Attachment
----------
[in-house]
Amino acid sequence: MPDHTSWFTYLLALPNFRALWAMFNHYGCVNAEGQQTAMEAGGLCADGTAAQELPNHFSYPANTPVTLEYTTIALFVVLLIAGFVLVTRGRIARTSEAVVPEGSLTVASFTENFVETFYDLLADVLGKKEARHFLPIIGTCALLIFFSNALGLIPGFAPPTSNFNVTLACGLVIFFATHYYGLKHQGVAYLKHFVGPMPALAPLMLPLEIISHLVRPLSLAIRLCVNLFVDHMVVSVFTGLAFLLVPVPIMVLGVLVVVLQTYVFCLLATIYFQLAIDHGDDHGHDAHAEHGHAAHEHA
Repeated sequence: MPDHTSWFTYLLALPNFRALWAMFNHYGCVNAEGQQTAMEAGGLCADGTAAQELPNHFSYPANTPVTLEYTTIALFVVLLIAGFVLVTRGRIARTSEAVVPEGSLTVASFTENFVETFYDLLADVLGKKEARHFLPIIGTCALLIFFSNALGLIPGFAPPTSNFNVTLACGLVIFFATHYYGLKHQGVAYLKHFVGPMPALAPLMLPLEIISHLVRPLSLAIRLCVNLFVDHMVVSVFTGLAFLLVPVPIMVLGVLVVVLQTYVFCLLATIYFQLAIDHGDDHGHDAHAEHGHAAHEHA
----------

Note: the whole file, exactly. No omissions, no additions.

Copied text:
[in-house]
Amino acid sequence: MPDHTSWFTYLLALPNFRALWAMFNHYGCVNAEGQQTAMEAGGLCADGTAAQELPNHFSYPANTPVTLEYTTIALFVVLLIAGFVLVTRGRIARTSEAVVPEGSLTVASFTENFVETFYDLLADVLGKKEARHFLPIIGTCALLIFFSNALGLIPGFAPPTSNFNVTLACGLVIFFATHYYGLKHQGVAYLKHFVGPMPALAPLMLPLEIISHLVRPLSLAIRLCVNLFVDHMVVSVFTGLAFLLVPVPIMVLGVLVVVLQTYVFCLLATIYFQLAIDHGDDHGHDAHAEHGHAAHEHA
Repeated sequence: MPDHTSWFTYLLALPNFRALWAMFNHYGCVNAEGQQTAMEAGGLCADGTAAQELPNHFSYPANTPVTLEYTTIALFVVLLIAGFVLVTRGRIARTSEAVVPEGSLTVASFTENFVETFYDLLADVLGKKEARHFLPIIGTCALLIFFSNALGLIPGFAPPTSNFNVTLACGLVIFFATHYYGLKHQGVAYLKHFVGPMPALAPLMLPLEIISHLVRPLSLAIRLCVNLFVDHMVVSVFTGLAFLLVPVPIMVLGVLVVVLQTYVFCLLATIYFQLAIDHGDDHGHDAHAEHGHAAHEHA